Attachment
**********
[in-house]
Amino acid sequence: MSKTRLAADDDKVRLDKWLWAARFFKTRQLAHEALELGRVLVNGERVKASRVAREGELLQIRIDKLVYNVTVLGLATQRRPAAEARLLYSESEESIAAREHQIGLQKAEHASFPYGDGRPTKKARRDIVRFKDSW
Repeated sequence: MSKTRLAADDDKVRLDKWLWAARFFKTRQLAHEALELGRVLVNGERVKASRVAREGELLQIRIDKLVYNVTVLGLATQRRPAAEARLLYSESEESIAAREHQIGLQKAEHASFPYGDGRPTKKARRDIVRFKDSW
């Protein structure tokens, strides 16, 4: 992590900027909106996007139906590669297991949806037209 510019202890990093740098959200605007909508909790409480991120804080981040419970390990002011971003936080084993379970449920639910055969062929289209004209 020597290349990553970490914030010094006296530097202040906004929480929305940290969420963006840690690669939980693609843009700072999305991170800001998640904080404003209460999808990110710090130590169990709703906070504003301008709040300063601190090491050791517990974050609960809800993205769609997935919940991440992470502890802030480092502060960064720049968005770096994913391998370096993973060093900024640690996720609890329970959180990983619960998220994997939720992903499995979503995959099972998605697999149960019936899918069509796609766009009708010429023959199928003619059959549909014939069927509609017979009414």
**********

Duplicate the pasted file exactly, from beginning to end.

[in-house]
Amino acid sequence: MSKTRLAADDDKVRLDKWLWAARFFKTRQLAHEALELGRVLVNGERVKASRVAREGELLQIRIDKLVYNVTVLGLATQRRPAAEARLLYSESEESIAAREHQIGLQKAEHASFPYGDGRPTKKARRDIVRFKDSW
Repeated sequence: MSKTRLAADDDKVRLDKWLWAARFFKTRQLAHEALELGRVLVNGERVKASRVAREGELLQIRIDKLVYNVTVLGLATQRRPAAEARLLYSESEESIAAREHQIGLQKAEHASFPYGDGRPTKKARRDIVRFKDSW
């Protein structure tokens, strides 16, 4: 992590900027909106996007139906590669297991949806037209 510019202890990093740098959200605007909508909790409480991120804080981040419970390990002011971003936080084993379970449920639910055969062929289209004209 020597290349990553970490914030010094006296530097202040906004929480929305940290969420963006840690690669939980693609843009700072999305991170800001998640904080404003209460999808990110710090130590169990709703906070504003301008709040300063601190090491050791517990974050609960809800993205769609997935919940991440992470502890802030480092502060960064720049968005770096994913391998370096993973060093900024640690996720609890329970959180990983619960998220994997939720992903499995979503995959099972998605697999149960019936899918069509796609766009009708010429023959199928003619059959549909014939069927509609017979009414």